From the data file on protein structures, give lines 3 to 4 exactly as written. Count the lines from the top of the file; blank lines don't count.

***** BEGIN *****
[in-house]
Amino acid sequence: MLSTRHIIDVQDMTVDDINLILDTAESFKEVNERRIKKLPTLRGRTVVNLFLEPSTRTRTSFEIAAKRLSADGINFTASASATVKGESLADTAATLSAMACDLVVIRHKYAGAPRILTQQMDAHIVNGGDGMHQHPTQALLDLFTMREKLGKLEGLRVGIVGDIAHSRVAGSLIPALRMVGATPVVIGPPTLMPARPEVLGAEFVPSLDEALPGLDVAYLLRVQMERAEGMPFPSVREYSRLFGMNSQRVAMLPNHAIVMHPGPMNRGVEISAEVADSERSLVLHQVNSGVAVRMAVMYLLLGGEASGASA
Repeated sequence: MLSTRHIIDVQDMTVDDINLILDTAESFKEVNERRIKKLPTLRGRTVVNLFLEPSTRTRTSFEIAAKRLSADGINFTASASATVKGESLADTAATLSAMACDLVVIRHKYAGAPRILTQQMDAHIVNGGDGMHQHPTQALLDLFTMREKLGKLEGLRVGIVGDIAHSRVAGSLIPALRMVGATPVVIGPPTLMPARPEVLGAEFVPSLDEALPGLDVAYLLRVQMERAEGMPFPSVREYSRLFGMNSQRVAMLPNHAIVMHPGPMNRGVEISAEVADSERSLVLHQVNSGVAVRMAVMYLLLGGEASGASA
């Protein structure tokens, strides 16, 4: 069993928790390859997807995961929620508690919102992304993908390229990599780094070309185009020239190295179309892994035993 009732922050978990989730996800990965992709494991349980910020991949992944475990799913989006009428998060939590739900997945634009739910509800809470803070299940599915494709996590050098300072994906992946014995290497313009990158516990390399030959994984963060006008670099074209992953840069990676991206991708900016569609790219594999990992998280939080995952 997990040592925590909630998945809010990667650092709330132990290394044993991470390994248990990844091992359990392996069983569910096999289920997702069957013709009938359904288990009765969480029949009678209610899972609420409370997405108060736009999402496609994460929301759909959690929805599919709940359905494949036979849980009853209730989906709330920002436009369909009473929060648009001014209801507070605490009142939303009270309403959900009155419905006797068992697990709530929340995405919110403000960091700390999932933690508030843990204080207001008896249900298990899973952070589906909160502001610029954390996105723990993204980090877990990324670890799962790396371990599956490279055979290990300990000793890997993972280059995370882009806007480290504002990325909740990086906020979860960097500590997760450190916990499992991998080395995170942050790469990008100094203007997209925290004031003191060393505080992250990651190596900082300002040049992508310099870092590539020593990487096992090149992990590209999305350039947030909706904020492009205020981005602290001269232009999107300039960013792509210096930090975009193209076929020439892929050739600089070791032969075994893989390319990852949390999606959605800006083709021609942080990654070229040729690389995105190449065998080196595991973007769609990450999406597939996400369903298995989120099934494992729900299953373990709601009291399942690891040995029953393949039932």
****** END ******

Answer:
Repeated sequence: MLSTRHIIDVQDMTVDDINLILDTAESFKEVNERRIKKLPTLRGRTVVNLFLEPSTRTRTSFEIAAKRLSADGINFTASASATVKGESLADTAATLSAMACDLVVIRHKYAGAPRILTQQMDAHIVNGGDGMHQHPTQALLDLFTMREKLGKLEGLRVGIVGDIAHSRVAGSLIPALRMVGATPVVIGPPTLMPARPEVLGAEFVPSLDEALPGLDVAYLLRVQMERAEGMPFPSVREYSRLFGMNSQRVAMLPNHAIVMHPGPMNRGVEISAEVADSERSLVLHQVNSGVAVRMAVMYLLLGGEASGASA
């Protein structure tokens, strides 16, 4: 069993928790390859997807995961929620508690919102992304993908390229990599780094070309185009020239190295179309892994035993 009732922050978990989730996800990965992709494991349980910020991949992944475990799913989006009428998060939590739900997945634009739910509800809470803070299940599915494709996590050098300072994906992946014995290497313009990158516990390399030959994984963060006008670099074209992953840069990676991206991708900016569609790219594999990992998280939080995952 997990040592925590909630998945809010990667650092709330132990290394044993991470390994248990990844091992359990392996069983569910096999289920997702069957013709009938359904288990009765969480029949009678209610899972609420409370997405108060736009999402496609994460929301759909959690929805599919709940359905494949036979849980009853209730989906709330920002436009369909009473929060648009001014209801507070605490009142939303009270309403959900009155419905006797068992697990709530929340995405919110403000960091700390999932933690508030843990204080207001008896249900298990899973952070589906909160502001610029954390996105723990993204980090877990990324670890799962790396371990599956490279055979290990300990000793890997993972280059995370882009806007480290504002990325909740990086906020979860960097500590997760450190916990499992991998080395995170942050790469990008100094203007997209925290004031003191060393505080992250990651190596900082300002040049992508310099870092590539020593990487096992090149992990590209999305350039947030909706904020492009205020981005602290001269232009999107300039960013792509210096930090975009193209076929020439892929050739600089070791032969075994893989390319990852949390999606959605800006083709021609942080990654070229040729690389995105190449065998080196595991973007769609990450999406597939996400369903298995989120099934494992729900299953373990709601009291399942690891040995029953393949039932």